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The Northeast Reliability Interconnect (NRI) is an 85-mile long, 345 kilovolt transmission line that extends from Orrington, Maine to the St. Croix River near Baileyville. There it interconnects with a similar new line built in New Brunswick, linking the electrical systems of Maine and the Canadian Maritimes Provinces. Map/Route Description


The North American electric grid upon which our society relies for electric service is built on a backbone of large, interconnected high voltage transmission lines. The Northeast Reliability Interconnect (NRI) is a high voltage transmission line between the Bangor area and New Brunswick, Canada. Although Maine shares over 600 miles of border with Canada, previously only one major backbone transmission line linked the two regions and their electrical system operations. This second line has improved electric system reliability, stability and efficiency in addition to expanding competition and electric energy exchanges between New England and the Maritimes. The Maine section of the line is owned and operated by Emera Maine; the New Brunswick section of the line is owned and operated by New Brunswick Power.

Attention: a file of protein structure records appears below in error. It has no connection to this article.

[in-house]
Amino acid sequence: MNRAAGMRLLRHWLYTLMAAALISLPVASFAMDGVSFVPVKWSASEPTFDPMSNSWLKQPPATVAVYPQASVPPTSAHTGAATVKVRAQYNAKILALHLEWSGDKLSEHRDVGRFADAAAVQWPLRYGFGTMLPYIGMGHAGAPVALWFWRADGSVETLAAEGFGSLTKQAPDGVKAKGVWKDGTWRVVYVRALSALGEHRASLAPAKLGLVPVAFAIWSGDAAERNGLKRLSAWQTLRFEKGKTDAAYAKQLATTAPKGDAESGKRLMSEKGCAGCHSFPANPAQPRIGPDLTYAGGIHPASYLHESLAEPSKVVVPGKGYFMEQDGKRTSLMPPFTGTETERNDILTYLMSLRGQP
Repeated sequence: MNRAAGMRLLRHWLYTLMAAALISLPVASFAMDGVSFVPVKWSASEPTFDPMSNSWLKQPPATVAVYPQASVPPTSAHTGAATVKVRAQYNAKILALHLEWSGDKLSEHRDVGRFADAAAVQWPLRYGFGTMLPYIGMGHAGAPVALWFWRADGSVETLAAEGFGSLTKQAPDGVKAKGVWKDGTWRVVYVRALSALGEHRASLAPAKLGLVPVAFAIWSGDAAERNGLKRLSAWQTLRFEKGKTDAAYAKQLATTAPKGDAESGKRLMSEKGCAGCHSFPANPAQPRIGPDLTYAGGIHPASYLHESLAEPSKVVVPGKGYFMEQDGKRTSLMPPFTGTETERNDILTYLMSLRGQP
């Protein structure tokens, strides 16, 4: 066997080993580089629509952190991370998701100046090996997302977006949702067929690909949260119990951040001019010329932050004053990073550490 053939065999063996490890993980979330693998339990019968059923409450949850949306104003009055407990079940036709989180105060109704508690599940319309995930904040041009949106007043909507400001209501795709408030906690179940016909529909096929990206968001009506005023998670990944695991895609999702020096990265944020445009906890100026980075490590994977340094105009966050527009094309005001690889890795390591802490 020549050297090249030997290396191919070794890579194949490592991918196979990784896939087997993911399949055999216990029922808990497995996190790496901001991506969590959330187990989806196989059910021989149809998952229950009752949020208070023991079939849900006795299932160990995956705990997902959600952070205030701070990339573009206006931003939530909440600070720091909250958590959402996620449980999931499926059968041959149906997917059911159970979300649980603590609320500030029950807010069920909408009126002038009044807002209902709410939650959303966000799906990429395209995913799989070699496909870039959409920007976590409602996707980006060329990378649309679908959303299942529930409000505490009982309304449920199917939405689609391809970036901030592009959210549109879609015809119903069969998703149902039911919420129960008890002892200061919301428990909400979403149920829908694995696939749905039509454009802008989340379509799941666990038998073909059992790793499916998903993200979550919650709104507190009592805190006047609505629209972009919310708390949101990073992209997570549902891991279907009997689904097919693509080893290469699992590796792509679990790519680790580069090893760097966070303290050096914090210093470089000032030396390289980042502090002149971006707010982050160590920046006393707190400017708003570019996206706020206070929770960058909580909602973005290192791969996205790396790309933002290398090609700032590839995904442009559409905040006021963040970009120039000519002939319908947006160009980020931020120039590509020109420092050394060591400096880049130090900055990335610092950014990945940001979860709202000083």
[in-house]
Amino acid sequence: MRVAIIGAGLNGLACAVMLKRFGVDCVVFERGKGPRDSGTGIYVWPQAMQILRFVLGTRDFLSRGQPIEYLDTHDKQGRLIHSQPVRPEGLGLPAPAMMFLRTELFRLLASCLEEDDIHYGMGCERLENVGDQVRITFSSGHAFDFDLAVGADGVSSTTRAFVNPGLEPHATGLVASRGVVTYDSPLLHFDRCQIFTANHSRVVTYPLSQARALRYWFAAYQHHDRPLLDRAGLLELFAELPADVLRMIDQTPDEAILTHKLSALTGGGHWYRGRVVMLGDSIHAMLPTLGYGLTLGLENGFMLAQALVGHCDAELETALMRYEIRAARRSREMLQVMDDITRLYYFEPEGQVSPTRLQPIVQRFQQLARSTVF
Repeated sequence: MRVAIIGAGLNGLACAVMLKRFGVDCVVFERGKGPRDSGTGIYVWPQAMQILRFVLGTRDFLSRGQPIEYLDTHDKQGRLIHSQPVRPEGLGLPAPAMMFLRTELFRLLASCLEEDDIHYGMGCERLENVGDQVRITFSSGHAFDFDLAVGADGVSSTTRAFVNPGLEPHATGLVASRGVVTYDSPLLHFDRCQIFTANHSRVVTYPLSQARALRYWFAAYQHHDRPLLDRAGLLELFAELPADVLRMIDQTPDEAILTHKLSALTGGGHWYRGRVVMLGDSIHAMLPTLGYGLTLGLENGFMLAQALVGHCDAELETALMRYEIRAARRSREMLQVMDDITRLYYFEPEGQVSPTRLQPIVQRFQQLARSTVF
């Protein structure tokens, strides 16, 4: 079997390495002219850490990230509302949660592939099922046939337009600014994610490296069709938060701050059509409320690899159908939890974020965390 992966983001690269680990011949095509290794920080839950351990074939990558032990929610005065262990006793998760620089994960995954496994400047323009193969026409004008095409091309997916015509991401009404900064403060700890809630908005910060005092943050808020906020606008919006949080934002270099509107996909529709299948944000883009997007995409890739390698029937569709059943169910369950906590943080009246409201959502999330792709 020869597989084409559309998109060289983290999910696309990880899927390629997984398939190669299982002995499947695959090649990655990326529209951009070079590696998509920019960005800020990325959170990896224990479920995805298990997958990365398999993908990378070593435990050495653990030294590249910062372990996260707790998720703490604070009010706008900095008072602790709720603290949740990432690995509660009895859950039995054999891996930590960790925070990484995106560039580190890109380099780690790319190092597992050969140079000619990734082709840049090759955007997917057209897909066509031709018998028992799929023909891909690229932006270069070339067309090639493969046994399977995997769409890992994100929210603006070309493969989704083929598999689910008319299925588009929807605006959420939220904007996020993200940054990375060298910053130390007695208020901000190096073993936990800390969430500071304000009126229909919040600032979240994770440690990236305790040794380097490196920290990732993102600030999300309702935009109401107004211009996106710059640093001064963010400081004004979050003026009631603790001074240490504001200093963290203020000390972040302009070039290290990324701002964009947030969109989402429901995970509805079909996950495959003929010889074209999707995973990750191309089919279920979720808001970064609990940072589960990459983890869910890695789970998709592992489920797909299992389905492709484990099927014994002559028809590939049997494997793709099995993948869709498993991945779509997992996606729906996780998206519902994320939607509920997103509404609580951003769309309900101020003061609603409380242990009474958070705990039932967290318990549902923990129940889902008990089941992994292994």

Project Purpose

The NRI improves reliability and power quality of the electrical system by enhancing the connection between Maine and the Maritimes through an additional link of the two systems. This allows for an increased capability for North-South and South-North electrical flows, thus enhancing trade opportunities. NRI also allows for expansion of competition and market opportunities for Maine and Canada.

The project results in a reduction in line losses, which contributes to large-scale energy efficiency and lower costs of import and export delivery.

Reliability, stability and power quality improvements, as well as infrastructure investments, all serve to create a more robust electrical system and reduce costs.